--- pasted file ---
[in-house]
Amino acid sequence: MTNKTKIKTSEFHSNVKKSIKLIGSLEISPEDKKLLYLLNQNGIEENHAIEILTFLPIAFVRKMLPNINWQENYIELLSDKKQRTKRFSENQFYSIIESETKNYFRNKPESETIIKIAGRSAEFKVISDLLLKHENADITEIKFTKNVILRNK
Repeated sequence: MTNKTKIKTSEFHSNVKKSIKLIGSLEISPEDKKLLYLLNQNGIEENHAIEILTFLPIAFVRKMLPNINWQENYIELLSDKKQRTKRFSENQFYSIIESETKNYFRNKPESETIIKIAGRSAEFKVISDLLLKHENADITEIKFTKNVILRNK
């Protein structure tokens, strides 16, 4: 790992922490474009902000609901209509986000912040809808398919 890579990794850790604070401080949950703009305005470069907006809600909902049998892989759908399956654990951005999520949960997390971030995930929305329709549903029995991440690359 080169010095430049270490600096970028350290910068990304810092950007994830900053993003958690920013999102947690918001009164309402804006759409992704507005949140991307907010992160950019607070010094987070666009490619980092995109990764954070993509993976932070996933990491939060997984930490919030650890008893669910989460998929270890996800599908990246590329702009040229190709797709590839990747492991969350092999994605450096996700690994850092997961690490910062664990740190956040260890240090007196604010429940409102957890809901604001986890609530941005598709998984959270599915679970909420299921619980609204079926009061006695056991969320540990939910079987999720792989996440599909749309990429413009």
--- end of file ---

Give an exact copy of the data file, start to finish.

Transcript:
[in-house]
Amino acid sequence: MTNKTKIKTSEFHSNVKKSIKLIGSLEISPEDKKLLYLLNQNGIEENHAIEILTFLPIAFVRKMLPNINWQENYIELLSDKKQRTKRFSENQFYSIIESETKNYFRNKPESETIIKIAGRSAEFKVISDLLLKHENADITEIKFTKNVILRNK
Repeated sequence: MTNKTKIKTSEFHSNVKKSIKLIGSLEISPEDKKLLYLLNQNGIEENHAIEILTFLPIAFVRKMLPNINWQENYIELLSDKKQRTKRFSENQFYSIIESETKNYFRNKPESETIIKIAGRSAEFKVISDLLLKHENADITEIKFTKNVILRNK
């Protein structure tokens, strides 16, 4: 790992922490474009902000609901209509986000912040809808398919 890579990794850790604070401080949950703009305005470069907006809600909902049998892989759908399956654990951005999520949960997390971030995930929305329709549903029995991440690359 080169010095430049270490600096970028350290910068990304810092950007994830900053993003958690920013999102947690918001009164309402804006759409992704507005949140991307907010992160950019607070010094987070666009490619980092995109990764954070993509993976932070996933990491939060997984930490919030650890008893669910989460998929270890996800599908990246590329702009040229190709797709590839990747492991969350092999994605450096996700690994850092997961690490910062664990740190956040260890240090007196604010429940409102957890809901604001986890609530941005598709998984959270599915679970909420299921619980609204079926009061006695056991969320540990939910079987999720792989996440599909749309990429413009």